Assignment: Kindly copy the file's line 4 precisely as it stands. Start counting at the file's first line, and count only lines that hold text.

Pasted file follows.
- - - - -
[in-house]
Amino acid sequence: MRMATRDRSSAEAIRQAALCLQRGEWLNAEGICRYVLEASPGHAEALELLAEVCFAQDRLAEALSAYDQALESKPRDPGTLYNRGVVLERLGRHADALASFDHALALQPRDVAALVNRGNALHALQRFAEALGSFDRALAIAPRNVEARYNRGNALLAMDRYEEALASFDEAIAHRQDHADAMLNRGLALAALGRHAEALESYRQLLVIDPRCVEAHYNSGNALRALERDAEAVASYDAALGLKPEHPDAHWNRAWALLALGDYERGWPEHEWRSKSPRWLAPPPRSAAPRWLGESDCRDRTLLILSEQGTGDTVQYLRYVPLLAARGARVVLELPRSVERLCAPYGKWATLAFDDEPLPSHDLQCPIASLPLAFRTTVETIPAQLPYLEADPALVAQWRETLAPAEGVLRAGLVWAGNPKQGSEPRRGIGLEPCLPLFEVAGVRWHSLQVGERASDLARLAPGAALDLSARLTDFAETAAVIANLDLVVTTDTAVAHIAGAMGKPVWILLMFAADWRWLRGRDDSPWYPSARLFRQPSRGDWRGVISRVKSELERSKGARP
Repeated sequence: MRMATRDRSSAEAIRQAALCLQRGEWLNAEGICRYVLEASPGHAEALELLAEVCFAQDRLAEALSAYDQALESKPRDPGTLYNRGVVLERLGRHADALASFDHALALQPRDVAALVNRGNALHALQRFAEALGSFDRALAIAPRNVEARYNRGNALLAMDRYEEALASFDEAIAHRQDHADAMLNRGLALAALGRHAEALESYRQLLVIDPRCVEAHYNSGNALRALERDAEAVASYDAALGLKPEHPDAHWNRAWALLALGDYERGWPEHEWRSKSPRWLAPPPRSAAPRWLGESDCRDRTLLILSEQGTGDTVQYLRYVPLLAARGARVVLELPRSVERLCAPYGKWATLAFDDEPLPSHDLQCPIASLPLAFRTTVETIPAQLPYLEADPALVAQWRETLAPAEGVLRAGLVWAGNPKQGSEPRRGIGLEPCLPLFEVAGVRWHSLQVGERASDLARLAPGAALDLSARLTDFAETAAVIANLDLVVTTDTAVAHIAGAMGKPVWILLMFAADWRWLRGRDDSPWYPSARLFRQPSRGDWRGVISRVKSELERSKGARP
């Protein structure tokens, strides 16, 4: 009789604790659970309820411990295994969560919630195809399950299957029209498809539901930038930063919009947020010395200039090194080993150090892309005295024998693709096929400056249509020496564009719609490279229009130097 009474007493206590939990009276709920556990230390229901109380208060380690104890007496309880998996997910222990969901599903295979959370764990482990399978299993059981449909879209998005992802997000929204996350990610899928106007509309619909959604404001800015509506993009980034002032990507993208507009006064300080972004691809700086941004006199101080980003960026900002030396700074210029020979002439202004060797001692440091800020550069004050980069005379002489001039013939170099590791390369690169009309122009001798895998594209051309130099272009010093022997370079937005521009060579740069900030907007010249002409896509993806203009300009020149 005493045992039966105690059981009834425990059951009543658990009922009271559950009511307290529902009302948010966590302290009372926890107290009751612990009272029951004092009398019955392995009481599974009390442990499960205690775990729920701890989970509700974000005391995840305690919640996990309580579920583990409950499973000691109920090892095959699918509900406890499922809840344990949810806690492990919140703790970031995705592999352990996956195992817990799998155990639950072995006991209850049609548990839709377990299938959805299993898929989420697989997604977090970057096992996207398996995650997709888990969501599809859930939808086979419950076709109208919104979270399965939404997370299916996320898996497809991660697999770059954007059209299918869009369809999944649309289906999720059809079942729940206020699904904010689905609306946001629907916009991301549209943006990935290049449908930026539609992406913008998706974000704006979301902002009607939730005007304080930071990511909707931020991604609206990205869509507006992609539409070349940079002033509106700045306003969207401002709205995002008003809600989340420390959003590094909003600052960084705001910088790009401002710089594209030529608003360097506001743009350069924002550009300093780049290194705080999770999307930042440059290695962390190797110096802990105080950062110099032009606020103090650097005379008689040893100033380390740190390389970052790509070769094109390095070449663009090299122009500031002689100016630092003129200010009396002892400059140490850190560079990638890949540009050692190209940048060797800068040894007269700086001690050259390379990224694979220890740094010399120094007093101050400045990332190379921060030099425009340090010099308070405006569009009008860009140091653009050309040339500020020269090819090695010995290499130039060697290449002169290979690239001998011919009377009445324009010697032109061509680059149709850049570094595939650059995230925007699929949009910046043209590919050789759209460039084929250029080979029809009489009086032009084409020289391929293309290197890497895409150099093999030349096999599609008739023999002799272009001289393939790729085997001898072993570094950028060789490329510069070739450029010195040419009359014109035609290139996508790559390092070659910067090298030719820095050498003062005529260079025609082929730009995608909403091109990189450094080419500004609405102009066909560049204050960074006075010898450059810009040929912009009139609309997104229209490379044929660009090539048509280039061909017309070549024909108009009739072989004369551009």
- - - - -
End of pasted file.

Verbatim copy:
């Protein structure tokens, strides 16, 4: 009789604790659970309820411990295994969560919630195809399950299957029209498809539901930038930063919009947020010395200039090194080993150090892309005295024998693709096929400056249509020496564009719609490279229009130097 009474007493206590939990009276709920556990230390229901109380208060380690104890007496309880998996997910222990969901599903295979959370764990482990399978299993059981449909879209998005992802997000929204996350990610899928106007509309619909959604404001800015509506993009980034002032990507993208507009006064300080972004691809700086941004006199101080980003960026900002030396700074210029020979002439202004060797001692440091800020550069004050980069005379002489001039013939170099590791390369690169009309122009001798895998594209051309130099272009010093022997370079937005521009060579740069900030907007010249002409896509993806203009300009020149 005493045992039966105690059981009834425990059951009543658990009922009271559950009511307290529902009302948010966590302290009372926890107290009751612990009272029951004092009398019955392995009481599974009390442990499960205690775990729920701890989970509700974000005391995840305690919640996990309580579920583990409950499973000691109920090892095959699918509900406890499922809840344990949810806690492990919140703790970031995705592999352990996956195992817990799998155990639950072995006991209850049609548990839709377990299938959805299993898929989420697989997604977090970057096992996207398996995650997709888990969501599809859930939808086979419950076709109208919104979270399965939404997370299916996320898996497809991660697999770059954007059209299918869009369809999944649309289906999720059809079942729940206020699904904010689905609306946001629907916009991301549209943006990935290049449908930026539609992406913008998706974000704006979301902002009607939730005007304080930071990511909707931020991604609206990205869509507006992609539409070349940079002033509106700045306003969207401002709205995002008003809600989340420390959003590094909003600052960084705001910088790009401002710089594209030529608003360097506001743009350069924002550009300093780049290194705080999770999307930042440059290695962390190797110096802990105080950062110099032009606020103090650097005379008689040893100033380390740190390389970052790509070769094109390095070449663009090299122009500031002689100016630092003129200010009396002892400059140490850190560079990638890949540009050692190209940048060797800068040894007269700086001690050259390379990224694979220890740094010399120094007093101050400045990332190379921060030099425009340090010099308070405006569009009008860009140091653009050309040339500020020269090819090695010995290499130039060697290449002169290979690239001998011919009377009445324009010697032109061509680059149709850049570094595939650059995230925007699929949009910046043209590919050789759209460039084929250029080979029809009489009086032009084409020289391929293309290197890497895409150099093999030349096999599609008739023999002799272009001289393939790729085997001898072993570094950028060789490329510069070739450029010195040419009359014109035609290139996508790559390092070659910067090298030719820095050498003062005529260079025609082929730009995608909403091109990189450094080419500004609405102009066909560049204050960074006075010898450059810009040929912009009139609309997104229209490379044929660009090539048509280039061909017309070549024909108009009739072989004369551009």